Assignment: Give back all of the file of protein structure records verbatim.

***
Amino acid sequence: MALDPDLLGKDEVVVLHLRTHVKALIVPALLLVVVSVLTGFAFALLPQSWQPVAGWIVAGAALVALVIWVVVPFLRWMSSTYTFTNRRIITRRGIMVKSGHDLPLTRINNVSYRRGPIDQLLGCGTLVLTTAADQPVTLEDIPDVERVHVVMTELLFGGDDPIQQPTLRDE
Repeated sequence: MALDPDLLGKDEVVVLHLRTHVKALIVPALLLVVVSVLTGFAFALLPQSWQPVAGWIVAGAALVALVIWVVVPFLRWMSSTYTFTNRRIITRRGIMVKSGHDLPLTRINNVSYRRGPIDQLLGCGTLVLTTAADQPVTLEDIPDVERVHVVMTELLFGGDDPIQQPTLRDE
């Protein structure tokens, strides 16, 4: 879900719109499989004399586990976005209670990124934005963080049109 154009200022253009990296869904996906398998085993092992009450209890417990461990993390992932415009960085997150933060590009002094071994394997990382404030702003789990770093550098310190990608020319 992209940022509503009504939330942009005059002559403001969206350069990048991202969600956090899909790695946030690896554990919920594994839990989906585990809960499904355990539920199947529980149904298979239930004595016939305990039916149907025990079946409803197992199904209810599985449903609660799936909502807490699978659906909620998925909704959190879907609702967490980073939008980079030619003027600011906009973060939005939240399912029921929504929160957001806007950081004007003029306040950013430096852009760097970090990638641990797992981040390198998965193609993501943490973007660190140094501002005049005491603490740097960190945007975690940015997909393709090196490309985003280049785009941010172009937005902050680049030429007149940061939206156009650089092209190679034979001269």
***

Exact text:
Amino acid sequence: MALDPDLLGKDEVVVLHLRTHVKALIVPALLLVVVSVLTGFAFALLPQSWQPVAGWIVAGAALVALVIWVVVPFLRWMSSTYTFTNRRIITRRGIMVKSGHDLPLTRINNVSYRRGPIDQLLGCGTLVLTTAADQPVTLEDIPDVERVHVVMTELLFGGDDPIQQPTLRDE
Repeated sequence: MALDPDLLGKDEVVVLHLRTHVKALIVPALLLVVVSVLTGFAFALLPQSWQPVAGWIVAGAALVALVIWVVVPFLRWMSSTYTFTNRRIITRRGIMVKSGHDLPLTRINNVSYRRGPIDQLLGCGTLVLTTAADQPVTLEDIPDVERVHVVMTELLFGGDDPIQQPTLRDE
């Protein structure tokens, strides 16, 4: 879900719109499989004399586990976005209670990124934005963080049109 154009200022253009990296869904996906398998085993092992009450209890417990461990993390992932415009960085997150933060590009002094071994394997990382404030702003789990770093550098310190990608020319 992209940022509503009504939330942009005059002559403001969206350069990048991202969600956090899909790695946030690896554990919920594994839990989906585990809960499904355990539920199947529980149904298979239930004595016939305990039916149907025990079946409803197992199904209810599985449903609660799936909502807490699978659906909620998925909704959190879907609702967490980073939008980079030619003027600011906009973060939005939240399912029921929504929160957001806007950081004007003029306040950013430096852009760097970090990638641990797992981040390198998965193609993501943490973007660190140094501002005049005491603490740097960190945007975690940015997909393709090196490309985003280049785009941010172009937005902050680049030429007149940061939206156009650089092209190679034979001269």